2017 MINI Cooper Review


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2017 MINI Cooper Overview

There’s not much left to say about the MINI Cooper’s “funky” styling or “cute” dimensions—or not much in the way of breaking news, at any rate. The rebooted model is now almost 15 years old and has grown into enough of a roadway fixture that it won’t turn many more heads than unabashedly staid cars like, say, Honda’s Civic (which is actually beginning to look more aggressive and attention-grabbing than the BMW-made Cooper). Models like the Nissan Juke and Kia Soul have taken the Cooper’s funky cue and run with it, while subcompacts like the Fiat 500 and smart fortwo make the Cooper look like a stretch limo by comparison. While it’s still a solid car, the MINI Cooper isn’t quite the beacon of consumer individuality that it used to be.

The last redesign for the Cooper was for the 2014 model year, so buyers are looking at a mid-cycle vehicle for 2017. To keep anyone from yawning, MINI is introducing the MINI Seven, a special-edition package meant to heighten the model’s individualist appeal (and, presumably, its sales numbers).

The Seven package will be available on both the Cooper and Cooper S and with 2 or 4 doors. The default exterior color is Lapisluxury (i.e. intense) blue, and Pepper White, Midnight Black metallic, and British Racing Green metallic are all available as well. The roof, exterior mirror caps, and bonnet stripes are all done in Melting Silver in order to set off the exterior color and styling cues. Special 17-inch light alloy wheels with a two-tone design complete the higher-end impression the Seven is intended to convey.

Inside, the Cooper Seven’s seats have leather centers with fabric sides, and four color/pattern templates are available. A MINI Seven logo appears on the central instrument panel and a Piano Black high gloss trim comes standard, while three other trim choices are available at an extra cost. “Color Line” trim elements (air vents, instrument surrounds) add additional contrast throughout the cabin.

Pretty much everything else about a 2017 MINI Cooper Seven depends on the standard Cooper trim you choose to underlie it. The base Cooper is a 2-door hatchback, followed by a 4-door hatchback and a 2-door convertible. These trims all use a 1.5-liter 3-cylinder engine producing 134 hp and 162 lb-ft of torque. A 6-speed manual comes standard, and a 6-speed automatic is available for about $1,500 more. Fuel-economy estimates for 2-door 3-cylinder trims come in at 28 mpg city/38 highway/32 combined with the manual; if you choose a 4-door or convertible configuration or the automatic transmission, you’ll see hits of about 1-2 mpg on highway and combined mileage. All MINI Coopers are front-wheel-drive (FWD) vehicles.

Slotted above the base Coopers is the Cooper S, powered by a 2.0-liter 4-cylinder engine producing 189 hp and 207 lb-ft of torque. Transmissions are the same here as on the base trims. Mileage for the Cooper S convertible comes in at 25/33/28 with the automatic and 23/32/26 with the manual; the hardtops register a drop of about 1 mpg combined. The flagship John Cooper Works (JCW) trims—2-door or convertible only—use an up-powered version of the 4-cylinder for 228 hp and 236 lb-ft of torque, good enough for a 0-60 mph time of under 6 seconds. JCW trims equipped with the automatic transmission also include paddle shifters. Strangely, fuel economy for the JCW hardtop is listed the same as for the S, but the convertible’s mileage numbers drop to 24/32/27 with the automatic and 22/31/25 with the manual.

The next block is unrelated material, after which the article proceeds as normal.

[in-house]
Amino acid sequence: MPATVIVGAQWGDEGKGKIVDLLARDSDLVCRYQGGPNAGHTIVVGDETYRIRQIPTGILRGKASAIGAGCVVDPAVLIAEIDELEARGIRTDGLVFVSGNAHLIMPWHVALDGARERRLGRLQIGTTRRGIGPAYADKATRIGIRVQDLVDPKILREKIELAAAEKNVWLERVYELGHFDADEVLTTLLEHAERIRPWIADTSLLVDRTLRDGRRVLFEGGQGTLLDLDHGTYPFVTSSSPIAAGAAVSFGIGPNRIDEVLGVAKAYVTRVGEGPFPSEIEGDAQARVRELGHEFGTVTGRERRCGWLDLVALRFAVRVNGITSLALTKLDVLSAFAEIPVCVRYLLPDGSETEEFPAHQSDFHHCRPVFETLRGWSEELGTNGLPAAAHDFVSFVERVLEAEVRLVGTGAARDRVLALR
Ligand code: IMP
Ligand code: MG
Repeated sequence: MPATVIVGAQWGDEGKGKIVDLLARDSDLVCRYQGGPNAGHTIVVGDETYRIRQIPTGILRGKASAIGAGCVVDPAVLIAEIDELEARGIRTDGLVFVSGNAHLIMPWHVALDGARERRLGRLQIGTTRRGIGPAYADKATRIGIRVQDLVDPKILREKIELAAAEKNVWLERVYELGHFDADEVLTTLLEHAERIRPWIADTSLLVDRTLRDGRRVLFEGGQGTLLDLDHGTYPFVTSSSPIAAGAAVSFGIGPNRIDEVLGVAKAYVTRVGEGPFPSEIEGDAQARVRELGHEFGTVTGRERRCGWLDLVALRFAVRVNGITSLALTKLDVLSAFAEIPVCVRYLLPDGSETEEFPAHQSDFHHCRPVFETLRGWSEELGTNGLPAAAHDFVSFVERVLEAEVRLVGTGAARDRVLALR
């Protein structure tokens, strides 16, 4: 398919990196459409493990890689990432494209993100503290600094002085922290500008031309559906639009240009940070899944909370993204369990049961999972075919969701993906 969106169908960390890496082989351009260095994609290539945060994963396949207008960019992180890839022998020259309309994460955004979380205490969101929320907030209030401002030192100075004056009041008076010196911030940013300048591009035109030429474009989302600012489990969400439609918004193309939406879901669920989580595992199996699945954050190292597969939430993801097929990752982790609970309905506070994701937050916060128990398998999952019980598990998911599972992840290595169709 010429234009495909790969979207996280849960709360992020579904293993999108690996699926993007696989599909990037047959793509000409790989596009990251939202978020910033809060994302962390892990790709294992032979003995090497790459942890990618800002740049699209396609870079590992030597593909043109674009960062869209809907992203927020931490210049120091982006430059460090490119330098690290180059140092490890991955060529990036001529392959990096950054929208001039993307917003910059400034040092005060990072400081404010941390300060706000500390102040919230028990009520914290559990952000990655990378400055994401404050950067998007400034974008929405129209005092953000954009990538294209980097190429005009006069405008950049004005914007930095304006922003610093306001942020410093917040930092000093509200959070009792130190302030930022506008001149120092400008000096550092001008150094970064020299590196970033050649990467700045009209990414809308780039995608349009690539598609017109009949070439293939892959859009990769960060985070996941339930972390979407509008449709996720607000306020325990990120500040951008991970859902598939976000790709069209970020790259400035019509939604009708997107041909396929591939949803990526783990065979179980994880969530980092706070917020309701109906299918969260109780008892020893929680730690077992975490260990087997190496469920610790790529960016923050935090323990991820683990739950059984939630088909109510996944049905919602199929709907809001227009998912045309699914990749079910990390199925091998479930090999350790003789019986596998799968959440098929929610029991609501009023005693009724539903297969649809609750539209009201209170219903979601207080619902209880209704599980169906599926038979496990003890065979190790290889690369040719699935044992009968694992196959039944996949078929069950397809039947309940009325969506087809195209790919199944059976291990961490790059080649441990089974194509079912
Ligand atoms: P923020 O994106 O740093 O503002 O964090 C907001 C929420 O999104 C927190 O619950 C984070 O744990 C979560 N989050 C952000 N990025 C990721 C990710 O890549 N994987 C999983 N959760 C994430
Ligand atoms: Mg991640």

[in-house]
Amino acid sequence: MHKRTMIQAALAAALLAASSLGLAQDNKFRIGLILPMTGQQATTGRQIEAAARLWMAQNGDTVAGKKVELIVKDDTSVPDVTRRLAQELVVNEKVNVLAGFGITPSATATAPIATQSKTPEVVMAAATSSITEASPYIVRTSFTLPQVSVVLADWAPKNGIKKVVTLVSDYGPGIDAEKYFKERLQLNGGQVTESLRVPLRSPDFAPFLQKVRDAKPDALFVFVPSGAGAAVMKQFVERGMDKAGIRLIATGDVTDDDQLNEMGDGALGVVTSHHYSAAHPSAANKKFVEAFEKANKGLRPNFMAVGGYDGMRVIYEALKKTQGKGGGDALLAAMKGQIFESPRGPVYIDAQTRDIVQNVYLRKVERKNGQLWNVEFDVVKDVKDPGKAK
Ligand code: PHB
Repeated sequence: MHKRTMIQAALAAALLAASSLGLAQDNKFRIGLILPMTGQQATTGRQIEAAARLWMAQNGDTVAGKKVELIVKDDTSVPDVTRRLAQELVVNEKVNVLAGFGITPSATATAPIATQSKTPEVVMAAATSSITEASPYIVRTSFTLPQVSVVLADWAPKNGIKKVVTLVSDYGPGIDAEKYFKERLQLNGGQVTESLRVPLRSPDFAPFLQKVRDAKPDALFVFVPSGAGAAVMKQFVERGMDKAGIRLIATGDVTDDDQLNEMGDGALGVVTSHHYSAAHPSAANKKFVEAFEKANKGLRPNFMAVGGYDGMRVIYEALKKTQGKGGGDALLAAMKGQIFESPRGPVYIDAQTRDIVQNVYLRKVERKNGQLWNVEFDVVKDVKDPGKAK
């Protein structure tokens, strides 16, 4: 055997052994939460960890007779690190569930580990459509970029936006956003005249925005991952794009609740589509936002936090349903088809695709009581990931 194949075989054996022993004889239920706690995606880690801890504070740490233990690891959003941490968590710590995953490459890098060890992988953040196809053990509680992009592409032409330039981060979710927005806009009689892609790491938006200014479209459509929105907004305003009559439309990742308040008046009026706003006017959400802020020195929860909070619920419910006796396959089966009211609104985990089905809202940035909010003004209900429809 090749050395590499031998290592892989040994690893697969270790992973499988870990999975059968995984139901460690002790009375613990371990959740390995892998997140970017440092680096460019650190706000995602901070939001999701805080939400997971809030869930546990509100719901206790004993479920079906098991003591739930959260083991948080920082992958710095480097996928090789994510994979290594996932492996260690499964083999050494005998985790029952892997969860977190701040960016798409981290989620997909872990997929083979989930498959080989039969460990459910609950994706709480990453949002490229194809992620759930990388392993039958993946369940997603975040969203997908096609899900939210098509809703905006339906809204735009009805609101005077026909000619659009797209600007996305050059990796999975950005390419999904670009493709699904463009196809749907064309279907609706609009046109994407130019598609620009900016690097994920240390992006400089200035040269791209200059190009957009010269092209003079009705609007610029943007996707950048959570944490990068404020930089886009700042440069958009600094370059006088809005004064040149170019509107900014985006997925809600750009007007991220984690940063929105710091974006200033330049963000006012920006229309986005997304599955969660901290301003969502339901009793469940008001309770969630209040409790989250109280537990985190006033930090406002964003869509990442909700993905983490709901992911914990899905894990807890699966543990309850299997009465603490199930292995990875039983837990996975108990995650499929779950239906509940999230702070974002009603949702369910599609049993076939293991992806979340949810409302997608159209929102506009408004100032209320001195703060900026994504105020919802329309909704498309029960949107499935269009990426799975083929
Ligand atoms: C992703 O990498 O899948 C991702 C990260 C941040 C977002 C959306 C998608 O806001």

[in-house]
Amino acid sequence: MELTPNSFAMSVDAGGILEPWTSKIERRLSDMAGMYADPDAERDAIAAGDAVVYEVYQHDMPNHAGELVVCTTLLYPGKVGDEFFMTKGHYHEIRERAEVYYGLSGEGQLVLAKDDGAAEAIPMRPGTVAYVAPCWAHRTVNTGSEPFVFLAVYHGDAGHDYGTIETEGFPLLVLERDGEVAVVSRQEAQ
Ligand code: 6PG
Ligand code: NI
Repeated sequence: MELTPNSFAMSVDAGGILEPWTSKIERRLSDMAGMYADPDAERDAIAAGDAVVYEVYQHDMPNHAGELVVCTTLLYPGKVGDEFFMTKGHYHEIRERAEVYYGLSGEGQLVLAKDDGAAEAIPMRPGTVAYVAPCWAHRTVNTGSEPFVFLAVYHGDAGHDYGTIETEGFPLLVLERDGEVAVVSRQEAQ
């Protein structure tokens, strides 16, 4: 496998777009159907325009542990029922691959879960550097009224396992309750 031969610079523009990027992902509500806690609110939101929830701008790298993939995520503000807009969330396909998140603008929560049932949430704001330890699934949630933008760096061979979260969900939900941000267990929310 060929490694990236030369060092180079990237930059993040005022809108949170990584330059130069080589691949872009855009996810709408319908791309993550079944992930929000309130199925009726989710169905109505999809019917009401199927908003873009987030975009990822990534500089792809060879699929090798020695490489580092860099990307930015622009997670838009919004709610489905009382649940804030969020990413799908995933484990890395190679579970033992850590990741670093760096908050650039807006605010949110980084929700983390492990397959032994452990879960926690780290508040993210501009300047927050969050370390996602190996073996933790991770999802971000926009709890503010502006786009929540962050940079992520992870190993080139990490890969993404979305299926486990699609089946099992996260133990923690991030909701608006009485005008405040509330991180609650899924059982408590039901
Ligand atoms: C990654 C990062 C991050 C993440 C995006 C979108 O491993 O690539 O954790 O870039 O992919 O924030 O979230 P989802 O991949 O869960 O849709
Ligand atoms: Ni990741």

The Media option package becomes standard on hardtop trims for 2017, bringing a 6.5-inch display with MINI Connected infotainment, Bluetooth audio, voice command, and a front center armrest. The S and JCW trims add sport seats, and a Harman Kardon premium sound system and panoramic moonroof are available with the Premium package. A Technology package adds a rear-view camera, navigation, an 8.8-inch widescreen display, and a beefed-up infotainment system. Although the MINI Cooper’s non-special-edition packages tend to add worthwhile equipment, they also add significantly to the vehicle’s price tag. Other options—such as leather upholstery—are similarly pricey.

Most of the MINI Cooper’s noteworthy safety technologies are optional. These include an active driving assistant (with cruise control and automatic braking), a rear-view camera and rear park-distance control (when not already ordered in a package), a head-up display, and LED headlights with cornering lights. The 2016 Cooper hardtop received 4 out of 5 stars across the board in National Highway Traffic Safety Administration testing; the Insurance Institute for Highway Safety, however, rated the 2016 Cooper a Top Safety Pick+ (when equipped with the active driving assistant).

Although the MINI Cooper’s options tend to be on the spendy side—the 2017 Seven special-edition package will run you $2,500—base trim prices aren’t too bad. The basic 2-door starts at $20,950 for the hardtop and $25,950 for the convertible. At the top end of the lineup, the JCW hardtop goes for $30,900 and the convertible for $35,600.

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